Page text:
The 3 farms we have built have survived the worst period and currently are doing great. They generate green energy, contribute to the improvement of air quality in Poland and fulfil the objectives of the European Union. Now it is time for us to change and take on some new challenges.


Solar energy


The sun exposure in Poland may be even 1/3 lower than, for example, in Spain, but this does not mean that large-scale PV farms cannot be built in our country. The awareness of society and support for renewable energy sources is much greater now and the work of organizations promoting knowledge about RES industry is effective. In addition, the impact of solar panels on the environment and landscape is lower than that of windfarm projects. Now, we just must convince the landowners that the use of their land, which is in their families since their ancestors, for PV farms will allow them to derive more profits from it and that the lease of land for over 29 years period is safe. With the atmosphere of support among politicians for RES, it is much easier for us to work, because we know that there is no turning back from this path. Moreover, the land lease for solar panels guarantees not only constant income during the entire lifetime of the installation, but also a high non-returnable income at the time of signing the lease agreement, while at the same time guaranteeing the owner the possibility of agriculture and collecting any EU subsidies until the physical start of the construction.


The importance of energy independence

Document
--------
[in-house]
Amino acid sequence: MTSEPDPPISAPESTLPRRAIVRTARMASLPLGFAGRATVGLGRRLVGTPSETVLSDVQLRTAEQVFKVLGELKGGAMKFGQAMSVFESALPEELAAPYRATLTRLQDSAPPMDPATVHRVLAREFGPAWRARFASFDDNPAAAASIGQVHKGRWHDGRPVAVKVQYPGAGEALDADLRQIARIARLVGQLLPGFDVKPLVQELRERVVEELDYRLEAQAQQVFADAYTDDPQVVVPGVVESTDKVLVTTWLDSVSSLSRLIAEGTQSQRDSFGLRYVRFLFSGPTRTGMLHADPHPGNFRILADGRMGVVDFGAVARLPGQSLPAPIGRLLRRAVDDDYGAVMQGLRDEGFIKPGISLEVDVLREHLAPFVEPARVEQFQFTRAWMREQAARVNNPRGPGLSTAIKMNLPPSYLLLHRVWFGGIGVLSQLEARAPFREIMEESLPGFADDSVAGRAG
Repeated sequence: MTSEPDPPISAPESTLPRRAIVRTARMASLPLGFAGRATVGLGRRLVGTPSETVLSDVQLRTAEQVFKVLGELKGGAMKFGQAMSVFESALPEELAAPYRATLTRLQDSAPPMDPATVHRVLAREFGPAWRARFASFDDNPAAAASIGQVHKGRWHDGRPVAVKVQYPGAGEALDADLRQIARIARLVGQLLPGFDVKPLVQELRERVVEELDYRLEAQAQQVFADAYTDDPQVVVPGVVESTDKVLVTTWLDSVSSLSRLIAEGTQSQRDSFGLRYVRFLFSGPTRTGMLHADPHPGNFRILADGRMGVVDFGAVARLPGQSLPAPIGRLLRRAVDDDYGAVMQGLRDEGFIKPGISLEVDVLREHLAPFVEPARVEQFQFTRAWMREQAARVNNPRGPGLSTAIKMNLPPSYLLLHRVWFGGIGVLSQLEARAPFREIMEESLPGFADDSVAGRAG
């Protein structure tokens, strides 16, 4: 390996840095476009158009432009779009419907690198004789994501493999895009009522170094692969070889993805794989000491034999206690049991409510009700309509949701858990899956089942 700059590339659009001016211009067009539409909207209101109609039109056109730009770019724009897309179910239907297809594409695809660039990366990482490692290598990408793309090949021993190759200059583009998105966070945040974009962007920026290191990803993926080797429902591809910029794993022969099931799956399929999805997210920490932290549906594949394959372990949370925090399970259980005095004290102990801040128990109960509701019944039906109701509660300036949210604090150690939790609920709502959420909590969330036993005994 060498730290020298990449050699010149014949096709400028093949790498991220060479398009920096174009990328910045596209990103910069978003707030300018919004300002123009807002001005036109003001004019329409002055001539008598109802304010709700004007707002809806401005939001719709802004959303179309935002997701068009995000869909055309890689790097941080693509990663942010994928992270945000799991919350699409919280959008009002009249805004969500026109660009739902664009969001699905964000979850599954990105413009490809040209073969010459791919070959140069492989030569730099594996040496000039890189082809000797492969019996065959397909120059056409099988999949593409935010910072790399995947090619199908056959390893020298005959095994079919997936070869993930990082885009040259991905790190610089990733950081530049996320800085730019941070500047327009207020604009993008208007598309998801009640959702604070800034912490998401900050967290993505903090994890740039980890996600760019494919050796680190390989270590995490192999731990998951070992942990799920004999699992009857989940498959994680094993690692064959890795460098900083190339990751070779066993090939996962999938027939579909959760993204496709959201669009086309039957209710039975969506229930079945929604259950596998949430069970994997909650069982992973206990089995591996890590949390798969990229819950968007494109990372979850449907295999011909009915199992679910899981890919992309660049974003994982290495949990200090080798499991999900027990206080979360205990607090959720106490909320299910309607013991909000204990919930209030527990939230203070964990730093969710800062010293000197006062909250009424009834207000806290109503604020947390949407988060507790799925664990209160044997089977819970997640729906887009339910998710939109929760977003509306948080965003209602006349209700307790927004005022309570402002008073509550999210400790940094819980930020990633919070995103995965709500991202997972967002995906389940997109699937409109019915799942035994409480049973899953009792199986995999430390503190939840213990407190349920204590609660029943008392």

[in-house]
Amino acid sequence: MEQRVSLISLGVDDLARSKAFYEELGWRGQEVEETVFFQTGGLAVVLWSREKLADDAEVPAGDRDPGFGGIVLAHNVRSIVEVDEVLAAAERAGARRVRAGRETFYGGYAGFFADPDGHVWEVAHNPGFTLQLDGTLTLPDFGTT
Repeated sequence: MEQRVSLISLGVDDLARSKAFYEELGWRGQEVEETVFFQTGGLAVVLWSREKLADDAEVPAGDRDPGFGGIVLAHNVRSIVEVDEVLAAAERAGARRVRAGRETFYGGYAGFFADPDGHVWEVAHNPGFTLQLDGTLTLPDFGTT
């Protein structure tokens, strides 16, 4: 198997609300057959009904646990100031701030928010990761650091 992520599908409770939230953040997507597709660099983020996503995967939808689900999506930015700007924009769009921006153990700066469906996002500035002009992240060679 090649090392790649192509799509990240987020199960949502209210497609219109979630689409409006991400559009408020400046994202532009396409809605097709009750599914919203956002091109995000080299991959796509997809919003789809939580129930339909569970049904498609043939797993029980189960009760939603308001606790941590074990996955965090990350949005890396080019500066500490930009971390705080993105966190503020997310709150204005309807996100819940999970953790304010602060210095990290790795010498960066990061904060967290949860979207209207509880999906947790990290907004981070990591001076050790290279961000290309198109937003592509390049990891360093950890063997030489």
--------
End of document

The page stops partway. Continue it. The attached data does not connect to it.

Problems with gas supplies from Russia and Algeria to Europe at the beginning of the year, dependence on the supply of Russian fossil fuels or the huge increase in electricity prices in recent months have shown how important investments in RES are, especially now when when Russia attacked Ukraine. We know that we will be able to operate a PV farm, once placed for many years, not necessarily with state support under the auction system, but also by signing contracts for direct energy sales to large enterprises, who are more and more interested in environmental protection and, of course, their image, by signing the so-called cPPA.
The lower impact of the PV panels on the environment does not mean that we are bypassed by the environmental analysis of areas or – if necessary – a detailed environmental inventory. None of us want to take home from beavers or corncrakes, because they make our work more pleasant, but we also know that these plots they live in are beyond our interest.


What’s next?


Currently, the biggest problem for the development of the RES industry is the lack of free connection capacity to the national power grid. To improve this situation, it is necessary to develop new ones and modernize the networks themselves and the Power Stations. We are also awaiting impatiently for the amendment to the so-called ‘the distance act’ and the return to the development of wind farm projects. In addition, we will solicit for the possibility of building hybrid installations as part of the so-called cable pooling to use the network and connection capacity more efficiently. And then maybe there will be time for energy storage and the use of green hydrogen. When working in the renewable energy sector, there is always time to learn and innovate.

Karina Lembowicz
Tundra Advisory